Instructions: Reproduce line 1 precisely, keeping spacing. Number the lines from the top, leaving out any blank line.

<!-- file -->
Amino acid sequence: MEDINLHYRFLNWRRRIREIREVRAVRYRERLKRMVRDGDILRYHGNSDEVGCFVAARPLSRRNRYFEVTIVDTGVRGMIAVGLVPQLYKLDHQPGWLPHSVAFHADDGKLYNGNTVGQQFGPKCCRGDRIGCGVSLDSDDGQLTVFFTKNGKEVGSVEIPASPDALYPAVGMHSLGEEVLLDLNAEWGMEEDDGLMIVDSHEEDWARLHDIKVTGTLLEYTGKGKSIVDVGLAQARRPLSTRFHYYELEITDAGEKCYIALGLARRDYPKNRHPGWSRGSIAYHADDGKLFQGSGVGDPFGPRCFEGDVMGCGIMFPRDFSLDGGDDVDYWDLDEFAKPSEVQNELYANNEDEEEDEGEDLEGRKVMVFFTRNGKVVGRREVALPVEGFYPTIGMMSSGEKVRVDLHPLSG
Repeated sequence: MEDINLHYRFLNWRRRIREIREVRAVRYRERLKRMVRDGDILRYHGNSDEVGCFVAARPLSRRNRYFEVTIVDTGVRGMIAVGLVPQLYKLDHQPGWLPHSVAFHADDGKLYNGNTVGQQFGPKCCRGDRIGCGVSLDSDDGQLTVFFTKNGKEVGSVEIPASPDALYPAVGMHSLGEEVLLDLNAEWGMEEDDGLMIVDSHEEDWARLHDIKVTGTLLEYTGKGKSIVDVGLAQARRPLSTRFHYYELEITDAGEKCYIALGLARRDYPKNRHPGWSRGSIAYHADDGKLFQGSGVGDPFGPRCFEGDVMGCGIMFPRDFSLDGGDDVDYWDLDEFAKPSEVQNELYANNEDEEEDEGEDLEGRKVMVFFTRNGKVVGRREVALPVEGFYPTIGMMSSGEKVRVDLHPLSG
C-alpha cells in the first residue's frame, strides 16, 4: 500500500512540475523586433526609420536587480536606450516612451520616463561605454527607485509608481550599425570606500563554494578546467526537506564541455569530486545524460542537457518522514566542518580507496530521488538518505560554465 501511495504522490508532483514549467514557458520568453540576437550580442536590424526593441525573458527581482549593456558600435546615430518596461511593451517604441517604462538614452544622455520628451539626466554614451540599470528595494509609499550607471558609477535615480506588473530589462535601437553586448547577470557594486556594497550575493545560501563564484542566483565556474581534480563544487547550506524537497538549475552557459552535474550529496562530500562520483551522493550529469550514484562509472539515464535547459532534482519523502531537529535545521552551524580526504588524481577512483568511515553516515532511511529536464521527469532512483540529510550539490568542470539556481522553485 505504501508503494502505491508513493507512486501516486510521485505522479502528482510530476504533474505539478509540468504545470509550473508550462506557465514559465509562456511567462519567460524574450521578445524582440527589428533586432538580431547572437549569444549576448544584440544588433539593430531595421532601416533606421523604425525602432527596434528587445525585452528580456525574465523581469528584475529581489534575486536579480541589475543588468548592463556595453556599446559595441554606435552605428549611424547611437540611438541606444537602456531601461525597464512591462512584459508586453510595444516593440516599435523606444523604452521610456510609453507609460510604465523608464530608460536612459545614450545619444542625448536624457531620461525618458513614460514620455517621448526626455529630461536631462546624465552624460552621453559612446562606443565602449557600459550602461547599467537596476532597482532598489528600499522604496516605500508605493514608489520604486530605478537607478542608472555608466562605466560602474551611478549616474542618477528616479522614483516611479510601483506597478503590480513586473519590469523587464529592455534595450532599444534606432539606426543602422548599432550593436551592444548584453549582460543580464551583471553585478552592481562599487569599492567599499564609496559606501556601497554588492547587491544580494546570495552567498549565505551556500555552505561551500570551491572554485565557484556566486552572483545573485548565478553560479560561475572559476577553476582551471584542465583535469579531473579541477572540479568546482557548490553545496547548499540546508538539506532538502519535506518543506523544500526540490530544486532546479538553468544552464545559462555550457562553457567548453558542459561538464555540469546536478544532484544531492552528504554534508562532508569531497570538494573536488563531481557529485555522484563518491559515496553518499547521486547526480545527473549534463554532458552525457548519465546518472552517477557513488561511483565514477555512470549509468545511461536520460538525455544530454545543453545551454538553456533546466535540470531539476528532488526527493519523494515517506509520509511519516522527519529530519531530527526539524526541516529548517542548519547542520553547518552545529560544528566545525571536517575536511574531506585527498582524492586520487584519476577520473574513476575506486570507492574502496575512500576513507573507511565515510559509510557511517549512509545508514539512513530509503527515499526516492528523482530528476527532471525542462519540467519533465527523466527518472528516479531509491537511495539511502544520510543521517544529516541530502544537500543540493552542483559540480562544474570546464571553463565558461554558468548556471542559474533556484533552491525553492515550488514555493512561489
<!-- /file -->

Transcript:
Amino acid sequence: MEDINLHYRFLNWRRRIREIREVRAVRYRERLKRMVRDGDILRYHGNSDEVGCFVAARPLSRRNRYFEVTIVDTGVRGMIAVGLVPQLYKLDHQPGWLPHSVAFHADDGKLYNGNTVGQQFGPKCCRGDRIGCGVSLDSDDGQLTVFFTKNGKEVGSVEIPASPDALYPAVGMHSLGEEVLLDLNAEWGMEEDDGLMIVDSHEEDWARLHDIKVTGTLLEYTGKGKSIVDVGLAQARRPLSTRFHYYELEITDAGEKCYIALGLARRDYPKNRHPGWSRGSIAYHADDGKLFQGSGVGDPFGPRCFEGDVMGCGIMFPRDFSLDGGDDVDYWDLDEFAKPSEVQNELYANNEDEEEDEGEDLEGRKVMVFFTRNGKVVGRREVALPVEGFYPTIGMMSSGEKVRVDLHPLSG